- Constriction: Muscular constriction promotes strength, and overall promotes efficiency. One key aspect of this is pupil dilation – like a camera aperture opening wide to let light in (a low F stop if you are familiar with photography), the focus becomes crystal clear on one object, but blurry in the periphery (as seen in the 1st photo below). This allows us to focus attention on the threat in the moment, but consequentially, we literally “lose perspective” of everything else in the environment. Have you ever been stressed out in a way that you couldn't see the forest for the trees, or forgot to reach out to your social support system?
- Dissociation and denial: These innate strategies can help us get through tough times in the moment, but you can see how they’d be less than ideal if we got “stuck” there. These responses might feel like cold or numb or hollow in the body. More on the dorsal vagal side of the response.
- Feelings of helplessness, immobility and freezing: this is like putting on the breaks, going into shut down mode – like the animal that plays dead in hopes that its prey either won’t find them or will think them ill and leave them alone.
- Compulsion to repeat: usually unconscious, we may be drawn to replicate the initial trauma in an ineffectual desire for resolution
- Hyper vigilance or constantly “on guard”
- Sensory sensitivity
- Exaggerated startle response
- Mood swings or temper tantrums
- Decreased tolerance for stress
- Anxiety and panic attacks
- Feeling “spaced out”
- Avoidance of certain people, places, things
- Addictive behaviors
- Diminished sexual behavior (or exaggerated)
- Shyness or social anxiety
- Fatigue or low energy
- Endocrine (hormone) imbalance
- Chronic pain
- Headaches, neck and back pain
- Digestive problems
- Severe PMS or PMDD
- and more….
One of the things that brought me to this workshop was having read Peter Levine’s book In An Unspoken Voice. This book had several case studies in it further solidified for me the fact that the physical complaints my patients were coming to see me for, might possibly have some roots in a disregulated nervous system. This is NOT the same thing as telling someone their pain is all in their head or that they are crazy! But rather that there are many more layers to consider than the pure biomechanical, pathoanatomical, reductionist model of looking at pain.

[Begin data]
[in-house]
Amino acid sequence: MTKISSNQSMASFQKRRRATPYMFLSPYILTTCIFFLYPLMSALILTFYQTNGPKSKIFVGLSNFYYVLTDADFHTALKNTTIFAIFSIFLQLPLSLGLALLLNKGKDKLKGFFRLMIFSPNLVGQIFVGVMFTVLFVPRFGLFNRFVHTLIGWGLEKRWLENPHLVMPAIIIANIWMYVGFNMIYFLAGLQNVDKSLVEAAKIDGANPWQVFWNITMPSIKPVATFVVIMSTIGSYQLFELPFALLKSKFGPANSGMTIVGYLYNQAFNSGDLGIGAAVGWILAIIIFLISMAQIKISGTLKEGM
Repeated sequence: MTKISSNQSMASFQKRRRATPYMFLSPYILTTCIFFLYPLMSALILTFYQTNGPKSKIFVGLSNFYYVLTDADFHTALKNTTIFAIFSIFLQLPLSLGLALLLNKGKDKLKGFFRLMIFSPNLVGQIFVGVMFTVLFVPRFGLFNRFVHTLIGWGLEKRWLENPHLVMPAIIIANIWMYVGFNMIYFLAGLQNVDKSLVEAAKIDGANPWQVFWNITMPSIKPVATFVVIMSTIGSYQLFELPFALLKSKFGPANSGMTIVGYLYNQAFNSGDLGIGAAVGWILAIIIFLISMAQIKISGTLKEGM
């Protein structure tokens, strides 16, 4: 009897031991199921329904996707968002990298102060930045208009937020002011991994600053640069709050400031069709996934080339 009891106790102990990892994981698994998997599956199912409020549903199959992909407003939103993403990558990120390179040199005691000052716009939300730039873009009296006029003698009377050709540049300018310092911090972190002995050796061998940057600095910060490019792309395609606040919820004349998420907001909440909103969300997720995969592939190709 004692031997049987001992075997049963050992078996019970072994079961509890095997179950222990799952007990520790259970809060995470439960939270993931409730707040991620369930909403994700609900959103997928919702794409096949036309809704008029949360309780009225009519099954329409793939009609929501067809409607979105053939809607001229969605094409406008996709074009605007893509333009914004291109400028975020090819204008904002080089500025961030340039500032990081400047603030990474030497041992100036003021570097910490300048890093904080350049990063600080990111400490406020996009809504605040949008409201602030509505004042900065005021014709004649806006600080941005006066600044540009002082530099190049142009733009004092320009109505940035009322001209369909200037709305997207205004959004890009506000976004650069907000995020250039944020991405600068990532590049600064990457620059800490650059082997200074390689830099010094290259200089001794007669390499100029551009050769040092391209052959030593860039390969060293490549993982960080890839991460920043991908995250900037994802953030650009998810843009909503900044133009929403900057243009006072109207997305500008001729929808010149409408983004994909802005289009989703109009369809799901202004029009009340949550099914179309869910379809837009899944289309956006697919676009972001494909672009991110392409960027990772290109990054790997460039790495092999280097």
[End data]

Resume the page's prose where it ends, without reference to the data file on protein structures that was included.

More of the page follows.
This week, one of my first thoughts when looking at this list anew was about a potential for Autism Spectrum Disorders to have some relationship to an offline triune brain. I am not a clinical specialist in ASD, but I have some interest since a project I was involved in while in undergrad at UT Austin. To varying degrees, some of the common traits of ASD include extreme sensory sensitivity, hyperactivity, exaggerated startle responses, temper tantrums, difficulty with social engagement, and that constriction of intense focus on one thing at the expense of perspective in the periphery. Because these traits are often present in the population at large, there is a saying of those who work with ASD that “everyone is on the spectrum” – perhaps this nervous system disregulation is what is unifying us. The question then is what is the cause? Autism diagnoses often happen between age 2 and 3, not at birth. There have been theories that vaccinations are to blame, and I wonder if rather than the vaccinations themselves, might it be the “trauma” of receiving the vaccinations that plays into these results? There’s also a question of epigenetic changes due to parental trauma that can be passed on to offspring. Fascinating stuff and could be great fodder for research!
Well, that was much more writing than I thought I would do, and only touched a portion of our 1st day theoretical background...so I will save more for a future post(s). Stay tuned!